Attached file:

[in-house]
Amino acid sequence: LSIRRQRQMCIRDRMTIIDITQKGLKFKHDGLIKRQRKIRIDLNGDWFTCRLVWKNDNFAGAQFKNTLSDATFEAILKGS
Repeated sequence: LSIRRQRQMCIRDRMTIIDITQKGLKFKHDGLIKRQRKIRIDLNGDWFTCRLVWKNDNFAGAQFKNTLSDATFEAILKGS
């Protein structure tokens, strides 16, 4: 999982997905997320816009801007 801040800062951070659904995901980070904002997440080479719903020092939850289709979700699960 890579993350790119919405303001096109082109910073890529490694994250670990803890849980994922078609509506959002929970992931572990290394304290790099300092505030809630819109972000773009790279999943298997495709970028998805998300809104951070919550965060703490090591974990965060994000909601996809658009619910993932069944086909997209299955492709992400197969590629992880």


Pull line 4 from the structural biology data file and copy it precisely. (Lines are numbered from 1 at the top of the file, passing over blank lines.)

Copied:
């Protein structure tokens, strides 16, 4: 999982997905997320816009801007 801040800062951070659904995901980070904002997440080479719903020092939850289709979700699960 890579993350790119919405303001096109082109910073890529490694994250670990803890849980994922078609509506959002929970992931572990290394304290790099300092505030809630819109972000773009790279999943298997495709970028998805998300809104951070919550965060703490090591974990965060994000909601996809658009619910993932069944086909997209299955492709992400197969590629992880």